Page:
On the opposite side, dehydration can also contribute to high blood pressure. When you do not consume enough water, your body does everything it can to supply water to cells to keep things running smoothly. This means retaining fluids and limiting your kidney’s ability to filter water out into your bladder.

What should happen when you drink water is that it should travel into your stomach and through your intestines to be absorbed into your bloodstream. Excess water in the bloodstream is filtered out through the kidneys via osmosis. 

Osmosis is the neat process wherein water is pulled through semi-permeable membranes of cells in the blood stream and diverted into a channel that flows into the bladder.

Your body needs potassium and sodium to facilitate osmosis successfully. Too much or too little of either throws off the delicate balance of water and salt your body relies on.

When you have too much sodium in your blood stream and you start retaining fluids, it overloads the kidneys and stresses out the vascular system, heart, and other organs. Unable to remove excess water means an increase in blood volume and therefore an increase in blood pressure.

Sodium consumption (via table salt) is a pervasive problem, especially in Western cultures where an average Big Mac with fries from McDonalds, for example, can contain your entire day’s worth of sodium. 

On average, Americans consume 2 to 3 times as much salt every day as they should according to the World Health Organization. Combined with insufficient potassium intake and chronic dehydration, you have a recipe for widespread instances of high blood pressure.

Self-Monitoring and High Blood Pressure

If you are prehypertensive or have been diagnosed with hypertension, tracking your blood pressure regularly from home is possible with a reliable blood pressure monitor.  See best digital bp monitor for home use here.

In addition to self-monitoring, staying properly hydrated can play an important role in lowering or reversing a high blood pressure trend.

Of course, getting routine moderate-intensity exercise, limiting sodium intake, eating an abundance of plant-based foods, and making sure you get enough potassium are also key factors.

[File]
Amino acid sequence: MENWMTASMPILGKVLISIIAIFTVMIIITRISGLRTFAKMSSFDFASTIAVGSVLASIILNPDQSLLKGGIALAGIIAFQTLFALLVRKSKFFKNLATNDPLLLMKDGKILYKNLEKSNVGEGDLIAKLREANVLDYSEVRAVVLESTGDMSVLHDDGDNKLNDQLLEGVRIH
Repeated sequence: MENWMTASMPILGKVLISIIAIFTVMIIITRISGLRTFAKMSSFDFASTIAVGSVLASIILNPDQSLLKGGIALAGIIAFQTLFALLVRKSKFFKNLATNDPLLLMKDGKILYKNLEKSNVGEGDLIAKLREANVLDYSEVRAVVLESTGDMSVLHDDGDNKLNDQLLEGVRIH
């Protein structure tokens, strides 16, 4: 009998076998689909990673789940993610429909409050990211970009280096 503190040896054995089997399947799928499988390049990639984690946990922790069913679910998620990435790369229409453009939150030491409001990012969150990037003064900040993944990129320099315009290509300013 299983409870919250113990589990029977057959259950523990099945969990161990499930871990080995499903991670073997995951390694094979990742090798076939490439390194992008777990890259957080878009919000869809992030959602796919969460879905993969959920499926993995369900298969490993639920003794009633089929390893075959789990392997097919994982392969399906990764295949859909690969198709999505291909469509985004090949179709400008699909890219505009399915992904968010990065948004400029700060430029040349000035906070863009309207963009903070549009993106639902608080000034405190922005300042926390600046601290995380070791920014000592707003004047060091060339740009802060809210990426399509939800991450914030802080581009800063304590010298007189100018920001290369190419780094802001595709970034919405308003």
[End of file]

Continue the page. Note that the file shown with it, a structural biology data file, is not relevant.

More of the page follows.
Further reading

Drinking Enough Water Daily Is the Foundation of Health

Return from Water and High Blood Pressure to Health Benefits of Drinking Water

Guest contributor Jessica Hegg is the content manager at ViveHealth.com. Avid gym-rat and nutrition enthusiast, she’s interested in all things related to staying active and living a healthy lifestyle.

If you would like to reproduce or republish this article or any other article on this site, feel free to do so but please include a reference or link to the article at WaterBenefitsHealth.com. 

Did you find this page helpful? Please share it . . .

Would you prefer to share this page with others by linking to it?

  1. Click on the HTML link code below.
  2. Copy and paste it, adding a note of your own, into your blog, a Web page, forums, a blog comment, your Facebook account, or anywhere that someone would find this page valuable.

Sign Up for Our Monthly

50% Off Select Filtration Systems

Visitor Comments

"This was the best and most straight forward info on the net yet. I asked a question and got an answer that made sense. Thank you so much!" - Linderlinder

FINALLY!!! I have been wondering about this for years with no 'solid' answer. This is exactly what I've been wanting to know! Thank you for this share..." by Andy

"Thank you for the information, Nancy. I appreciate it. Your article and findings are very helpful,  referring to dehydration." -  Carolyn

"Lemon water is one drink both my wife and I can't drink. It upsets our stomachs. We are in our sixties and in very good healthwell, better health now that we drink about 2 liters plus of water each day. It has made so much difference to our digestive systems and recovery every day. Thank you for your website and effort." - Rod